Despite all of this I was determined to make something of myself, and after setting up my own jewellery business I somehow found myself in teaching - which was a huge trigger for my fears of being judged in all sorts of ways as you can imagine. But although I had become better at managing it, my anxieties continued to dictate my life and I’d developed unhealthy coping mechanisms for dealing with it. I was drinking heavily and became dependent on sleeping tablets in a bid to control my frequent panic attacks and intermittent insomnia. It was in a moment of deep despair that I realised I couldn’t go on like this and I finally decided to get the help I needed and seek out some form of therapy.
After going through the official route of psychotherapy through my doctor in earlier years I realised the analytical route wasn’t for me. I couldn’t see the point in dwelling on my depressed feelings any further and I wanted tools to help me in the now. I was lucky to find an NLP therapist who helped me truly understand for the first time about why I was experiencing these emotions, and transform them with hypnosis and mental reprocessing. It was a few years later when I found a Cognitive Behavioural Hypnotherapist, who helped me solidify this change and turn my life around completely. She helped me to see my story as just that, a story, and to start to see myself as a valued member of society and the world, and encouraged my desire to get into therapy myself.
I was finally able to see my challenges as opportunities – after all they had given me the courage and resilience that I had needed to get through some difficult moments in my life, and had made me the person I am today. I was finally able to be truly grateful for these challenges and see them as an opportunity to help others struggling with their own difficulties in life. I had found my true calling and I had my past to thank for it.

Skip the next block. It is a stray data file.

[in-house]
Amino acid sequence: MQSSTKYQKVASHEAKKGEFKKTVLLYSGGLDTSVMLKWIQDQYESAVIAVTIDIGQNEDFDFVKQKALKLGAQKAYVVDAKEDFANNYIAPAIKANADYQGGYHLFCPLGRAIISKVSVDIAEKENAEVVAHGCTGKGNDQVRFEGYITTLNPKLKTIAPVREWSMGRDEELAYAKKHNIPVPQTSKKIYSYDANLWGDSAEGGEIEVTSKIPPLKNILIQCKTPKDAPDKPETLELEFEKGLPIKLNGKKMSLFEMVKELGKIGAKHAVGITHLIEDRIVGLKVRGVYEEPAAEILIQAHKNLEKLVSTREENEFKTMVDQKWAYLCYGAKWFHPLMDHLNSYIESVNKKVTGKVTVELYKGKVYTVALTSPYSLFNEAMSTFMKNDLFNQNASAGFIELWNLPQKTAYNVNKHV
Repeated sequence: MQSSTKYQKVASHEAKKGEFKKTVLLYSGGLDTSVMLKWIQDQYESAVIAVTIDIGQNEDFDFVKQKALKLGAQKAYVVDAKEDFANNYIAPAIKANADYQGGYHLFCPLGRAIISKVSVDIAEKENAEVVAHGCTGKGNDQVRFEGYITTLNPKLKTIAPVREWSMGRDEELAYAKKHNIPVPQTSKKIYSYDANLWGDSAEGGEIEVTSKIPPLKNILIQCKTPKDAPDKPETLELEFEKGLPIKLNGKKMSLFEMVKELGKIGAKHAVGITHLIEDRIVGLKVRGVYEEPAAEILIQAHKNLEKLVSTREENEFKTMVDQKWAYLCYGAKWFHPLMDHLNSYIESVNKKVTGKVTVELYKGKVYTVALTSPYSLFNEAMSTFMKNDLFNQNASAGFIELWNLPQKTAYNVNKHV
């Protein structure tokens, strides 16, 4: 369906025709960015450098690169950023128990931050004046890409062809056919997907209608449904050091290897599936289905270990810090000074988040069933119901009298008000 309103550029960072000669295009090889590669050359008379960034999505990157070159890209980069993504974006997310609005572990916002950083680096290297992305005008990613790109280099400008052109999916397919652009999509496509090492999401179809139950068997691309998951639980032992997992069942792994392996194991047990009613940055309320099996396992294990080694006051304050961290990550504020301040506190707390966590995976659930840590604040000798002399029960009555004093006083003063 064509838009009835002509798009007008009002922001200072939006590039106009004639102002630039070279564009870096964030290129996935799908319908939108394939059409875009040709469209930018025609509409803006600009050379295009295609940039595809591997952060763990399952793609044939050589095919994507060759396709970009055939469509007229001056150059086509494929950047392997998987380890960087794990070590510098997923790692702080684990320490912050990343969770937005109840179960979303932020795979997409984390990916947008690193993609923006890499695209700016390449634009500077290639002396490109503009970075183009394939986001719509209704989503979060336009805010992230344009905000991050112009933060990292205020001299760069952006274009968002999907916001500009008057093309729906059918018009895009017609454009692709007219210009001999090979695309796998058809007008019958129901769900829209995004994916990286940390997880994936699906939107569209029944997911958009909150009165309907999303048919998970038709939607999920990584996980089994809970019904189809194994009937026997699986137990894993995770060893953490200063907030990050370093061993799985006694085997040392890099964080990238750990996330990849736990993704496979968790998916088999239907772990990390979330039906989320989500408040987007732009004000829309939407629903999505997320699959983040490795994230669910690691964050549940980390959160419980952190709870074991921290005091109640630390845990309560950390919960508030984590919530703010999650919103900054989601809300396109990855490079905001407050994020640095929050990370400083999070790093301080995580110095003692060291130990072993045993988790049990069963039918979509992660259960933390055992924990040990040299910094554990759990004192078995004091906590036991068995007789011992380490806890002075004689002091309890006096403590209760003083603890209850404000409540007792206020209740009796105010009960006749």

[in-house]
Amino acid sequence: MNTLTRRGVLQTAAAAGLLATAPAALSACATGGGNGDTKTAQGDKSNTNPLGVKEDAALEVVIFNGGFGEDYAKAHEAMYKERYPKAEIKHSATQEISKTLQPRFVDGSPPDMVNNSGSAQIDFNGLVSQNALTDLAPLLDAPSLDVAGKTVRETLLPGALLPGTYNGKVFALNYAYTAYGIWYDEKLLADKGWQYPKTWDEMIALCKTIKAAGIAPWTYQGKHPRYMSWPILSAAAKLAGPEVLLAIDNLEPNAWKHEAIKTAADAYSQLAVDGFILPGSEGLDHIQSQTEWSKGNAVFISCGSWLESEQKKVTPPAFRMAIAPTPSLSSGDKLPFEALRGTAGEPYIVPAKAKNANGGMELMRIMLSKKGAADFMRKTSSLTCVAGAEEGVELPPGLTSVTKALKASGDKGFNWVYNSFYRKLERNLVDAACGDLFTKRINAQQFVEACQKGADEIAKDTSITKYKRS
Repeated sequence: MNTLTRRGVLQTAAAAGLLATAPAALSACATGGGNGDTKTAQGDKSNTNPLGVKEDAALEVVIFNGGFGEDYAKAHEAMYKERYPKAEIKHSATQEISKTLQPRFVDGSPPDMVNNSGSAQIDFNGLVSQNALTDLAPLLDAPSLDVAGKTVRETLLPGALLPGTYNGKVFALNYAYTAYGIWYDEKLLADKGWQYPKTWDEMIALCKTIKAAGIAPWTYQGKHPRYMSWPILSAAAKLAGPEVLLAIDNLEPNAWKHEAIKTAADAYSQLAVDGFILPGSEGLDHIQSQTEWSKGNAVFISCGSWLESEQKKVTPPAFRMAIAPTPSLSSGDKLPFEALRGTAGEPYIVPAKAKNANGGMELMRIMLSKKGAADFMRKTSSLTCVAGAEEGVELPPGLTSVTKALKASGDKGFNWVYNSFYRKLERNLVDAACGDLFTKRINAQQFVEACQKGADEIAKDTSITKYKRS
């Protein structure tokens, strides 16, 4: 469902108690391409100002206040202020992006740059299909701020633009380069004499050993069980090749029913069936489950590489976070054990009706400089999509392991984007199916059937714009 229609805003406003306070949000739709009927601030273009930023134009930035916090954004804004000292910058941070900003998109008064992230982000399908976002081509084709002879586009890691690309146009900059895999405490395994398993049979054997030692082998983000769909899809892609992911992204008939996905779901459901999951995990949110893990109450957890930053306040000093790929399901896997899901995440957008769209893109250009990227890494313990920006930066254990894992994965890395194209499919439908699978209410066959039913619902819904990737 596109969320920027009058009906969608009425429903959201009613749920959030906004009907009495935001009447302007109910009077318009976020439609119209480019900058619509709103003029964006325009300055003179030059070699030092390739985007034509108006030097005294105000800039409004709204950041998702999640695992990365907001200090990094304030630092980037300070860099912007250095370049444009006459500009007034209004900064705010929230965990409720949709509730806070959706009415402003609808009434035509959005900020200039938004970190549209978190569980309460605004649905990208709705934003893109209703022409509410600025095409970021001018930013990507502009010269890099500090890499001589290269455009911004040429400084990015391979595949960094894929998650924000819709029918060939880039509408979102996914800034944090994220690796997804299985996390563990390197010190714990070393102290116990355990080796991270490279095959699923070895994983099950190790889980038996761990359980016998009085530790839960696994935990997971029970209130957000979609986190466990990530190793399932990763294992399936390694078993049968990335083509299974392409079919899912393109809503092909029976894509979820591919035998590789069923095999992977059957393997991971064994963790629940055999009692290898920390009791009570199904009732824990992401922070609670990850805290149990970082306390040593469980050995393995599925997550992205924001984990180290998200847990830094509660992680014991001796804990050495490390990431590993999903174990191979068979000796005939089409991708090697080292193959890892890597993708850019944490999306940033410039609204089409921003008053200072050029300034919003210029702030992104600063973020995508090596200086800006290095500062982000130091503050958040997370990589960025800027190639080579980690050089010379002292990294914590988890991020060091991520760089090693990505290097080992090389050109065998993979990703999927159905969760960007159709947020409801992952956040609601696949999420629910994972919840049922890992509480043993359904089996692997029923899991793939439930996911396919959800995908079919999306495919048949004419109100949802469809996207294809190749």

Why vulnerability is important
In the past I would never have had the courage to tell this story in public, I would have hidden it at all costs for fear of being judged. But now that I no longer judge myself for these things, I no longer hold on to the fear of judgement from others. Our stories are the fires in which our identities are forged and I am lucky to have experienced such a rich and complex life filled with brilliant and enriching characters, including my parents who, despite their faults, were also extremely loving and inspiring people. But I tell this story now in the hope that it inspires others to believe that change is not only possible, it is completely achievable. No matter what your story is you can choose to rewrite it however you want, you are the author and the actors of your own script so why not rewrite it in a way which serves you? Your own self-judgement and fear is all that stands in the way of you doing this.
In our deepest fears lies our greatest courage
It is in our most feared moments of vulnerability that we find our courage, and it is in these moments of courage and vulnerability that we allow other people a glimpse of our true selves. More importantly though, by allowing ourselves to be vulnerable we give others permission to be vulnerable too. Have you ever seen someone struggle with a speech on stage, tripping over their words and reddened in the face, and ever felt anything other than deep empathy and respect for their courage to continue? It’s in these moments of exposure that we see we are all the same, we all share the same human qualities, fables and sufferings, the same fear of rejection, longing for acceptance and desire to be seen.
Vulnerability creates opportunities for connection
When we build a wall of defence between ourselves and the world around us we cut ourselves off from others and lose out on opportunities to create the meaningful connections we desire in our lives. By offering others a glimpse of your own vulnerabilities you are saying, “I’m not perfect, and it’s ok for you to not be perfect too”. It can tear down barriers and build bridges over the most troubled waters and most importantly, it could be the one thing which leads you to making some of the deepest connections in your life.